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# %load _solved/solutions/02-spatial-relationships-operations1.py
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# %load _solved/solutions/02-spatial-relationships-operations2.py
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# %load _solved/solutions/02-spatial-relationships-operations3.py
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# %load _solved/solutions/02-spatial-relationships-operations4.py

Spatial operations

Next to the spatial predicates that return boolean values, Shapely and GeoPandas also provide operations that return new geometric objects.

Binary operations:

Buffer:

See https://shapely.readthedocs.io/en/stable/manual.html#spatial-analysis-methods for more details.

For example, using the toy data from above, let's construct a buffer around Brussels (which returns a Polygon):

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geopandas.GeoSeries([belgium, brussels.buffer(1)]).plot(alpha=0.5, cmap='tab10')

and now take the intersection, union or difference of those two polygons:

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brussels.buffer(1).intersection(belgium)
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brussels.buffer(1).union(belgium)
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brussels.buffer(1).difference(belgium)

Another useful method is the unary_union attribute, which converts the set of geometry objects in a GeoDataFrame into a single geometry object by taking the union of all those geometries.

For example, we can construct a single object for the Africa continent:

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africa_countries = countries[countries['continent'] == 'Africa']
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africa = africa_countries.unary_union
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africa
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print(str(africa)[:1000])
REMEMBER:

GeoPandas (and Shapely for the individual objects) provides a whole lot of basic methods to analyse the geospatial data (distance, length, centroid, boundary, convex_hull, simplify, transform, ....), much more than the few that we can touch in this tutorial. * An overview of all methods provided by GeoPandas can be found here: http://geopandas.readthedocs.io/en/latest/reference.html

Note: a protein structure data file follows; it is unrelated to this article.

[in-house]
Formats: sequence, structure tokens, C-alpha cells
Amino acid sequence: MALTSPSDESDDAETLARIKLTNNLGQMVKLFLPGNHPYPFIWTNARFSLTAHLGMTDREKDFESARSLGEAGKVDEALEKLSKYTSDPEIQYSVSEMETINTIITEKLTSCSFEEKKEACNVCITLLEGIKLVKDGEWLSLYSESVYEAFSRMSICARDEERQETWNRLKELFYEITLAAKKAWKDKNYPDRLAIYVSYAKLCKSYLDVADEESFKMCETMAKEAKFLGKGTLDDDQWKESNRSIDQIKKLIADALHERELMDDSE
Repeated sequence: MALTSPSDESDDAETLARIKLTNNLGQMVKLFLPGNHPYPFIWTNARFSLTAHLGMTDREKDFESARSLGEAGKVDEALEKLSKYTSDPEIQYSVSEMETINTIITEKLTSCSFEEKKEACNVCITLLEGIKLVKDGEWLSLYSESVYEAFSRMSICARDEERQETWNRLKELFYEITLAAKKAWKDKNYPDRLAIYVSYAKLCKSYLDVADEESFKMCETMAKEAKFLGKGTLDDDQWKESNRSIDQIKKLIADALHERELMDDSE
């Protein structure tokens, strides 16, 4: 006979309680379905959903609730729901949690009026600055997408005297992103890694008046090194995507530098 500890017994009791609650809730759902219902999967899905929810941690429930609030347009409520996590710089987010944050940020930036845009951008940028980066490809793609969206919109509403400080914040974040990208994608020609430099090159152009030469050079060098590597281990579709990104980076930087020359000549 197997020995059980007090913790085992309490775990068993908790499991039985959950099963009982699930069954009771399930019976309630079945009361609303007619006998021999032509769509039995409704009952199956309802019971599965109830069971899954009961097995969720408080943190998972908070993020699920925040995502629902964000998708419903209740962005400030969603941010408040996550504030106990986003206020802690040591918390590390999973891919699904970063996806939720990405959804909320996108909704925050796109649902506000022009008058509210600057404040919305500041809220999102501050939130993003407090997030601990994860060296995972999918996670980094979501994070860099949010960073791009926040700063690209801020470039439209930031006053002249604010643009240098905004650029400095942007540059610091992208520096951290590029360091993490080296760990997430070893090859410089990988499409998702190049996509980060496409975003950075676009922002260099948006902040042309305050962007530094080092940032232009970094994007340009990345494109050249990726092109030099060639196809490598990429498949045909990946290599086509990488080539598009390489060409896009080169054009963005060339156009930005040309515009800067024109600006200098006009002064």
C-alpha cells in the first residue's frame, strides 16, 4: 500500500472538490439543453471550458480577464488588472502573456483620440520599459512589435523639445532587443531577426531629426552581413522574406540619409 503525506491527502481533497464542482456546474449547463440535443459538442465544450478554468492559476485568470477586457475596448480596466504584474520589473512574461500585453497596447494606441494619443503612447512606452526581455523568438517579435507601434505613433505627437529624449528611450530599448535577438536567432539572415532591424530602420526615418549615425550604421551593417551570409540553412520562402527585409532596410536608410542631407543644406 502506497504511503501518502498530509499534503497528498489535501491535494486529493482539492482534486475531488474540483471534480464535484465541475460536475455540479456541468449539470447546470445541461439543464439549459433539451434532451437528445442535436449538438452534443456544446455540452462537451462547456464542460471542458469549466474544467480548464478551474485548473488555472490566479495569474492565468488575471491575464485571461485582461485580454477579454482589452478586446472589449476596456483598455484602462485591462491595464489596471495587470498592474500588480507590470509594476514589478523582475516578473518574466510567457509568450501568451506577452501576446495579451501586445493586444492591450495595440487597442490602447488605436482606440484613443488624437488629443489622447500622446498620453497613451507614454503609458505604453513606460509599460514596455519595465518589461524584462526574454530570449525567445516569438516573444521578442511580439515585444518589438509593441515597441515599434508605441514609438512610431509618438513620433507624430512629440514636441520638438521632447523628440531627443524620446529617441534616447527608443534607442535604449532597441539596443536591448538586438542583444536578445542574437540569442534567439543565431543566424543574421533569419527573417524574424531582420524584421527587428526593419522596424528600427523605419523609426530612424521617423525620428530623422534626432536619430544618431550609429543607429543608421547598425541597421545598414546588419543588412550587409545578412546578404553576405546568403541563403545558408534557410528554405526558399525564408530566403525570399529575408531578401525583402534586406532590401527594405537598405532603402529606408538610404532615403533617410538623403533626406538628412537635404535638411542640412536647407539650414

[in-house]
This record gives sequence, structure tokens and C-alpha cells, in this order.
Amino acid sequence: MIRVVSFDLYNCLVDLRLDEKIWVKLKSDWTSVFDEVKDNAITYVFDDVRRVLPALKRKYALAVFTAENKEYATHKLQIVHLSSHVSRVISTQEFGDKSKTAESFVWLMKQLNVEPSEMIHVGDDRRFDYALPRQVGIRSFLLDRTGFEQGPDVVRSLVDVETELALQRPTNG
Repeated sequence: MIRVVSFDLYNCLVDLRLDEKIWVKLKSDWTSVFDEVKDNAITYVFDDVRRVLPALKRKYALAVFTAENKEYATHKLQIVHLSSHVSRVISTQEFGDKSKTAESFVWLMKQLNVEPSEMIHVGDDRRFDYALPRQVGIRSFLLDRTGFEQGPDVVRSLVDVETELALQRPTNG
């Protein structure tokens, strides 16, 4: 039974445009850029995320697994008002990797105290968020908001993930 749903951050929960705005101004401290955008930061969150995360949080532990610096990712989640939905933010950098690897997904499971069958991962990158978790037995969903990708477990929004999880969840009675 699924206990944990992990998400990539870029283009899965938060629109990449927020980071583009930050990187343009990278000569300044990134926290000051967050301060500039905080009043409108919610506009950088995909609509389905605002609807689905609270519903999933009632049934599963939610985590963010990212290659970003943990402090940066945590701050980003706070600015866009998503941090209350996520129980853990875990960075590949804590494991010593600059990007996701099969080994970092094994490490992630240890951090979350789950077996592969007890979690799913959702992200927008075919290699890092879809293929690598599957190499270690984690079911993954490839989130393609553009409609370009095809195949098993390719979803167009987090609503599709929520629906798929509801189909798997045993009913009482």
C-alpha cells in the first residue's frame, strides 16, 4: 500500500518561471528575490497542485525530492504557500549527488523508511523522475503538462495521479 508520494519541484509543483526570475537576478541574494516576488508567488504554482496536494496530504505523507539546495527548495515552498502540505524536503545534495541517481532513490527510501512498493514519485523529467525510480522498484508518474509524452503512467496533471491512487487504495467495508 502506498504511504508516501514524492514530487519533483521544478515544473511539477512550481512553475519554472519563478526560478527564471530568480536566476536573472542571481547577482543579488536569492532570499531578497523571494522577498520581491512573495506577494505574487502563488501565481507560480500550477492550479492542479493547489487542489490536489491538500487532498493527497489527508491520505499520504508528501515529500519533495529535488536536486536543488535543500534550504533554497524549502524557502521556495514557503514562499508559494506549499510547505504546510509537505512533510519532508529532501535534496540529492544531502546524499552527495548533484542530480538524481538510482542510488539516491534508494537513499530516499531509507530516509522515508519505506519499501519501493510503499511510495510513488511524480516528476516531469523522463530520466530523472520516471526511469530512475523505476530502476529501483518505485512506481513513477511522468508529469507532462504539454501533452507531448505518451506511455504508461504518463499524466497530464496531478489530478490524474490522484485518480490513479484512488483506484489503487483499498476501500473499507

Let's practice!

EXERCISE: What are the districts close to the Seine?

Below, the coordinates for the Seine river in the neighbourhood of Paris are provided as a GeoJSON-like feature dictionary (created at http://geojson.io).

Based on this `seine` object, we want to know which districts are located close (maximum 150 m) to the Seine.

  • Create a buffer of 150 m around the Seine.
  • Check which districts intersect with this buffered object.
  • Make a visualization of the districts indicating which districts are located close to the Seine.

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# created a line with http://geojson.io
s_seine = geopandas.GeoDataFrame.from_features({"type":"FeatureCollection","features":[{"type":"Feature","properties":{},"geometry":{"type":"LineString","coordinates":[[2.408924102783203,48.805619828930226],[2.4092674255371094,48.81703747481909],[2.3927879333496094,48.82325391133874],[2.360687255859375,48.84912860497674],[2.338714599609375,48.85827758964043],[2.318115234375,48.8641501307046],[2.298717498779297,48.863246707697],[2.2913360595703125,48.859519915404825],[2.2594070434570312,48.8311646245967],[2.2436141967773438,48.82325391133874],[2.236919403076172,48.82347994904826],[2.227306365966797,48.828339513221444],[2.2224998474121094,48.83862215329593],[2.2254180908203125,48.84856379804802],[2.2240447998046875,48.85409863123821],[2.230224609375,48.867989496547864],[2.260265350341797,48.89192242750887],[2.300262451171875,48.910203080780285]]}}]},
                                               crs={'init': 'epsg:4326'})
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# convert to local UTM zone
s_seine_utm = s_seine.to_crs(epsg=32631)
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import matplotlib.pyplot as plt
fig, ax = plt.subplots(figsize=(20, 10))
districts.plot(ax=ax, color='grey', alpha=0.4, edgecolor='k')
s_seine_utm.plot(ax=ax)
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# access the single geometry object
seine = s_seine_utm.geometry.squeeze()
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# %load _solved/solutions/02-spatial-relationships-operations5.py
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# %load _solved/solutions/02-spatial-relationships-operations6.py
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# %load _solved/solutions/02-spatial-relationships-operations7.py
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# %load _solved/solutions/02-spatial-relationships-operations8.py